Troops from Australia and New Zealand were the guests of honour in France's annual Bastille Day parade on Thursday to commemorate their participation in one of World War I's bloodiest battles 100 years ago. FRANCE 24 spoke to some of the troops.
The 85 New Zealanders, some wearing traditional Maori dress, and 140 Australian soldiers were invited to the parade on the Champs Elysées avenue "as part of the centenary commemorations of the Battle of the Somme", General Bruno Le Ray, the military governor of Paris, told a briefing.
“This is a great opportunity and I’m very proud to be here today,” Dan Booth of the Australian Royal Navy told FRANCE 24. “My grandfather served on the western front in 1917. Only for a short period [because] he was targeted in a gas attack and had to be repatriated.”
Booth and his countrymen participated in the parade of more than 3,000 men and women on foot, and 241 on horseback.
More than 200 vehicles took part, while 55 planes and 30 helicopters flew overhead.
Eight jets from the Patrouille de France aerobatics team formed the shape of the Eiffel Tower to promote Paris's bid to host the 2024 Olympic Games.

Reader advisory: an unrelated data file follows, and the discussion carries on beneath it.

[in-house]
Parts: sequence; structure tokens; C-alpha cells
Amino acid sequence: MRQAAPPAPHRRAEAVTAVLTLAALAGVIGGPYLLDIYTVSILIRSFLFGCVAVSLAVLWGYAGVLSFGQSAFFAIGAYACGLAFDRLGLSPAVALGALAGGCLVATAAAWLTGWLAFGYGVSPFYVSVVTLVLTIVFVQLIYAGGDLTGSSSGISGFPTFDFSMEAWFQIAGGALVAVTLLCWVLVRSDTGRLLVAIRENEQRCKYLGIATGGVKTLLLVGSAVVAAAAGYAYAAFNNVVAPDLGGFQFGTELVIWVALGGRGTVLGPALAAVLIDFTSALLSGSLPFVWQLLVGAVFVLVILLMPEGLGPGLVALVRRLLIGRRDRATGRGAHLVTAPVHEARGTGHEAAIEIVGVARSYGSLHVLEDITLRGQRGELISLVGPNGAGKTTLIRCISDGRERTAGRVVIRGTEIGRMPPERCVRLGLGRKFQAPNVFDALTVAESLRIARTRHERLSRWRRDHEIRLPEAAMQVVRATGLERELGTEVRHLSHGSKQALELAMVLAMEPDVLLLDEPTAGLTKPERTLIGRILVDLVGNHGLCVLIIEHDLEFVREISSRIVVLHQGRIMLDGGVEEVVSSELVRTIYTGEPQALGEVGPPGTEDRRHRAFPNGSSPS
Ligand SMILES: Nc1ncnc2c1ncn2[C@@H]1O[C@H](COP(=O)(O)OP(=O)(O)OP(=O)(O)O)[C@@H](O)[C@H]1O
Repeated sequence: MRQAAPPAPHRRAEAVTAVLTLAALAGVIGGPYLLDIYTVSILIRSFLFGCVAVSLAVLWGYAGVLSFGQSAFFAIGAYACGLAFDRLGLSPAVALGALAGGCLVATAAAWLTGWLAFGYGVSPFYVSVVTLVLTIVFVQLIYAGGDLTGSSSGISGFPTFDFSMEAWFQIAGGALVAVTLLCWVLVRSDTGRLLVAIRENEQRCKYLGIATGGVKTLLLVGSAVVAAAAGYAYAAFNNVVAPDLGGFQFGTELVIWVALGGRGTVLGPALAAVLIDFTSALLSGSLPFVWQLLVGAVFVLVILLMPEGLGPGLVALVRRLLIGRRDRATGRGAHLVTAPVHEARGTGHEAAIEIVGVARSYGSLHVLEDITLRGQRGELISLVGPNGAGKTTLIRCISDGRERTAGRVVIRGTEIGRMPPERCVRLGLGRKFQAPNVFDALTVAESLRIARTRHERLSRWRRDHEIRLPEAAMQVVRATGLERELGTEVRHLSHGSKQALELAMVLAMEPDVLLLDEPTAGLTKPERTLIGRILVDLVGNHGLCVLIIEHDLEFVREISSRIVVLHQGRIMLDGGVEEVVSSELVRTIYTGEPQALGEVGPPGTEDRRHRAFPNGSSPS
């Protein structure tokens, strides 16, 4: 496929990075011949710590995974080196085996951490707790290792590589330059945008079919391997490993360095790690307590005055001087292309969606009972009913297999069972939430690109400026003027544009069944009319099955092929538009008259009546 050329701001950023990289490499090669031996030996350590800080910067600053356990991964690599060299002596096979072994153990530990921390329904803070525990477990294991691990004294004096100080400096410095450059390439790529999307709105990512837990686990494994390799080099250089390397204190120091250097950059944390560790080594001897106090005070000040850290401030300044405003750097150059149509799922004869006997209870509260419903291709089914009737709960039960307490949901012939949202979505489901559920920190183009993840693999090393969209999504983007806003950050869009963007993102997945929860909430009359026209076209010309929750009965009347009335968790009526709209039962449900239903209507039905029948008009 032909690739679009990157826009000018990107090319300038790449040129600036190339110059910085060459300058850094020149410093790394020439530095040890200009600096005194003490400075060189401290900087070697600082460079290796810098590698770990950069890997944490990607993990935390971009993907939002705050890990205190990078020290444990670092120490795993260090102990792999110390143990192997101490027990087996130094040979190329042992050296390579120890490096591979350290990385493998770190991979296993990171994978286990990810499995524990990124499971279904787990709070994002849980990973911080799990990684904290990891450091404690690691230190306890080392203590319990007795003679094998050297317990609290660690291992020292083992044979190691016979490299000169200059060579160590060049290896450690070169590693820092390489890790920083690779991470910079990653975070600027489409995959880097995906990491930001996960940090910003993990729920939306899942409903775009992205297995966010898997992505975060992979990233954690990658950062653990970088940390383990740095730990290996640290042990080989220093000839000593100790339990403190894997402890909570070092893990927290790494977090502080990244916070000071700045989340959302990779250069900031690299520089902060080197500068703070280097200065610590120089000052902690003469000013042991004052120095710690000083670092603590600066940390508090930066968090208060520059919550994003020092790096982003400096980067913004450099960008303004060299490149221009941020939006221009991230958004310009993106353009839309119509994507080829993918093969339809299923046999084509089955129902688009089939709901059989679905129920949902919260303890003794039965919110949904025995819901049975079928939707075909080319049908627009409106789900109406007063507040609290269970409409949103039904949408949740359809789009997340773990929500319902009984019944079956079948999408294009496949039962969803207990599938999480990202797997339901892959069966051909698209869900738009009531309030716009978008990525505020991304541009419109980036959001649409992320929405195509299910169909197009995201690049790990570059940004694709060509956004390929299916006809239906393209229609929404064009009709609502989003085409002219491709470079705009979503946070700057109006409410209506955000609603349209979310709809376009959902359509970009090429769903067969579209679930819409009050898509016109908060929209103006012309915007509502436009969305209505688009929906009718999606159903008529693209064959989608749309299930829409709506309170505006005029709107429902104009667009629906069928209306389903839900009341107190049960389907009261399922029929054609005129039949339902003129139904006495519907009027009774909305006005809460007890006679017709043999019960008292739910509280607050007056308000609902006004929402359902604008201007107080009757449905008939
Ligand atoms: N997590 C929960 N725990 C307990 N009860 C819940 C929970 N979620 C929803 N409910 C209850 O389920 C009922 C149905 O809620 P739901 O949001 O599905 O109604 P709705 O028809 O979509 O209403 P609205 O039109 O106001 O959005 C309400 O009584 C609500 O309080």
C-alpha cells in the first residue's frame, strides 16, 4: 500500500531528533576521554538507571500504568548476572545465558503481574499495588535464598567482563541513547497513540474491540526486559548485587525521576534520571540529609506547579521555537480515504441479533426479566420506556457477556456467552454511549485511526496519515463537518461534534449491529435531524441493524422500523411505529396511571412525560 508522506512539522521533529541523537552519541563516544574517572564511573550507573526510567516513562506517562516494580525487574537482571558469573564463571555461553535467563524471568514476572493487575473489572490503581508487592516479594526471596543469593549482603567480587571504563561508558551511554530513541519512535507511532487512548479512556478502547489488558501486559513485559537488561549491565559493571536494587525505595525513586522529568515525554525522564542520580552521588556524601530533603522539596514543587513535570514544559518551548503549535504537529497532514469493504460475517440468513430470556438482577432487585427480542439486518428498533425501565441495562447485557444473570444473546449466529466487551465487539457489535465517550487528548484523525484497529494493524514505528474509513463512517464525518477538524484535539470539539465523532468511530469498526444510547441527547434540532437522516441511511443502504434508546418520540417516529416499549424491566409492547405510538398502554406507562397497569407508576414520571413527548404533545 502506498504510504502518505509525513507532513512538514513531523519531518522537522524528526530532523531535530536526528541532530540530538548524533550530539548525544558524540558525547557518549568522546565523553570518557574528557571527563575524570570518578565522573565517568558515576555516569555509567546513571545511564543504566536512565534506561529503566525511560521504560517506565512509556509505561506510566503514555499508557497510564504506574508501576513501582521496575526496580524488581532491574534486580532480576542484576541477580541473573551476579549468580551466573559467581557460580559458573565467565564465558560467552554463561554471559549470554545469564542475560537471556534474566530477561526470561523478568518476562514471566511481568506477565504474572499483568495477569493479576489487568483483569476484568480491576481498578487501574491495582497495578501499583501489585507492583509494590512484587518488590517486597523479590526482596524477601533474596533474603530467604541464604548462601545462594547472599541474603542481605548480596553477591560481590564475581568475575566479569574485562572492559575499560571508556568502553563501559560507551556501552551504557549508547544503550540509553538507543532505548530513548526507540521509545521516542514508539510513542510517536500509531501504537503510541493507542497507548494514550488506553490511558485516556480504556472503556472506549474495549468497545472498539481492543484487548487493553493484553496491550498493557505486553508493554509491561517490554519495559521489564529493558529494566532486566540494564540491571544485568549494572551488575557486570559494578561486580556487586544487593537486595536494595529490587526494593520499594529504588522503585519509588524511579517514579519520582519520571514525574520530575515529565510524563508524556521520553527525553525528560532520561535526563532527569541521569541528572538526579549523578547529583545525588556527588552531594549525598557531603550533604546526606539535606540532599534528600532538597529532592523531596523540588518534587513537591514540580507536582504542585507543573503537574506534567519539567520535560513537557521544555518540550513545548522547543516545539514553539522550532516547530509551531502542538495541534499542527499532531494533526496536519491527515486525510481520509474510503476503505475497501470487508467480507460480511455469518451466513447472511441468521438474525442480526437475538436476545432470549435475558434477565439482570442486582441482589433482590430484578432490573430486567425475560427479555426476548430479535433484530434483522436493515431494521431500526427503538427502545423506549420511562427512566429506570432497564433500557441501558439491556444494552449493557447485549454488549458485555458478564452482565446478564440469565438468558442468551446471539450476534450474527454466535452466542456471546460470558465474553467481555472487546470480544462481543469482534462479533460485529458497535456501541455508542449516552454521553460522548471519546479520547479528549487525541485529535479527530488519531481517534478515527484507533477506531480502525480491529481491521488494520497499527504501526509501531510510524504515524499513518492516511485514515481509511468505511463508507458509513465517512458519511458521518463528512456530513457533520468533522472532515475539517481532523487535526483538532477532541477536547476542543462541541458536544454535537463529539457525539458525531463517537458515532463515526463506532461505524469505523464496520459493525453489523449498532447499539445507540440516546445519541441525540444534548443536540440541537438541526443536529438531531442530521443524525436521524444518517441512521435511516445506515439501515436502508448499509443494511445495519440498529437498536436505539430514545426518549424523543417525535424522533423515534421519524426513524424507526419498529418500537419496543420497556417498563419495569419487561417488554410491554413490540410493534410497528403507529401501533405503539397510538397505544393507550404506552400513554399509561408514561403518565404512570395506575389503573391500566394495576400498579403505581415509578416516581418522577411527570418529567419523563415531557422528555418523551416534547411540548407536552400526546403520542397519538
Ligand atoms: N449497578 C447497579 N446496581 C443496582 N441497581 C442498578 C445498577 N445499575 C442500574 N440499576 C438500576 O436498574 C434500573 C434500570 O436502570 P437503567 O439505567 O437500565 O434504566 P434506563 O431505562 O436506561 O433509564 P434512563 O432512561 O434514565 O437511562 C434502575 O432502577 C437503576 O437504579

US Secretary of State John Kerry was also among the foreign guests, alongside New Zealand Prime Minister John Key.
The presence of Australian and Kiwi troops in the display of military pomp and splendour is just the latest in a series of commemorations for the battle.
Britain's royal family attended a ceremony at the Somme battlefield on July 1 to remember the one million who were left dead, injured or missing in the 141-day battle.
South African President Jacob Zuma on Tuesday inaugurated a new memorial wall to honour both black and white soldiers from his country at the site of the Battle of Delville Wood where some 3,000 fell in July 1916. The battle was part of the fighting in the Somme.
The French government say Australia's invitation as this year's guest of honour for the July 14 celebrations underlines the healthy state of relations between the two countries. France was chosen to build Australia's submarine fleet in a contract worth €34 billion ($37.6 billion).
With France still on high alert for terror attacks, the parade took place under heavy security.
The demands on the French military have risen sharply since the jihadists struck Paris in two sets of attacks last year, killing a total of 147 people.
An increase in recruits for the military as a result of the attacks will be reflected in the participation of officer training schools in the parade.
To watch FRANCE 24's full video, click on the player above.
(FRANCE 24 with AFP)
Date created : 2016-07-13